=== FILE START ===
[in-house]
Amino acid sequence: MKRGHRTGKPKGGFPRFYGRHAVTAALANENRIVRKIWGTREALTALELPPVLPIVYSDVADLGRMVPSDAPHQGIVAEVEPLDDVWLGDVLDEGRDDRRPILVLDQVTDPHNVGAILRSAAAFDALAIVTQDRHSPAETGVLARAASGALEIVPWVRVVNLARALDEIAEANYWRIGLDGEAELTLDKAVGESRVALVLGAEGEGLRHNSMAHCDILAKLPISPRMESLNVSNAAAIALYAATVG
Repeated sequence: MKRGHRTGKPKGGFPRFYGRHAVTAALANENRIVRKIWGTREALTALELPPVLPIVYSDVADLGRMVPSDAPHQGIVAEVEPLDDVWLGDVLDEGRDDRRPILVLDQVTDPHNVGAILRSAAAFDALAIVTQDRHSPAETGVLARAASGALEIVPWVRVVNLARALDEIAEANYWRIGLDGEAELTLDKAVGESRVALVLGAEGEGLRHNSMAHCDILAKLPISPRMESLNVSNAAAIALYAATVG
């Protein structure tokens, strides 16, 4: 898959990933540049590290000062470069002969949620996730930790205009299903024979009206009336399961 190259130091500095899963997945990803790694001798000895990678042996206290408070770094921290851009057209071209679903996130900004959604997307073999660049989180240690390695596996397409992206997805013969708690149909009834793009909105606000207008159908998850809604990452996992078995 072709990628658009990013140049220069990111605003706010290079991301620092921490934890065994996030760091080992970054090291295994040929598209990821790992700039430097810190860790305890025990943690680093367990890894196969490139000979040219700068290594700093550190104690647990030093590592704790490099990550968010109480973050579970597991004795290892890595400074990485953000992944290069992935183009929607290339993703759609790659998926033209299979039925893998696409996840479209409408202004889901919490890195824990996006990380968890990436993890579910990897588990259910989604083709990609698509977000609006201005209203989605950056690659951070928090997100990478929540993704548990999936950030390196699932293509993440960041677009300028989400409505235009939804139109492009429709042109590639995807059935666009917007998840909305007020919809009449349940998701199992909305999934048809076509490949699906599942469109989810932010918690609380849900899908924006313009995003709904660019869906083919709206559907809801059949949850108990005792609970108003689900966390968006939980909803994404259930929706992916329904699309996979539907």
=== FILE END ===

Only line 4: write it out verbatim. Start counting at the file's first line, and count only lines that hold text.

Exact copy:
């Protein structure tokens, strides 16, 4: 898959990933540049590290000062470069002969949620996730930790205009299903024979009206009336399961 190259130091500095899963997945990803790694001798000895990678042996206290408070770094921290851009057209071209679903996130900004959604997307073999660049989180240690390695596996397409992206997805013969708690149909009834793009909105606000207008159908998850809604990452996992078995 072709990628658009990013140049220069990111605003706010290079991301620092921490934890065994996030760091080992970054090291295994040929598209990821790992700039430097810190860790305890025990943690680093367990890894196969490139000979040219700068290594700093550190104690647990030093590592704790490099990550968010109480973050579970597991004795290892890595400074990485953000992944290069992935183009929607290339993703759609790659998926033209299979039925893998696409996840479209409408202004889901919490890195824990996006990380968890990436993890579910990897588990259910989604083709990609698509977000609006201005209203989605950056690659951070928090997100990478929540993704548990999936950030390196699932293509993440960041677009300028989400409505235009939804139109492009429709042109590639995807059935666009917007998840909305007020919809009449349940998701199992909305999934048809076509490949699906599942469109989810932010918690609380849900899908924006313009995003709904660019869906083919709206559907809801059949949850108990005792609970108003689900966390968006939980909803994404259930929706992916329904699309996979539907």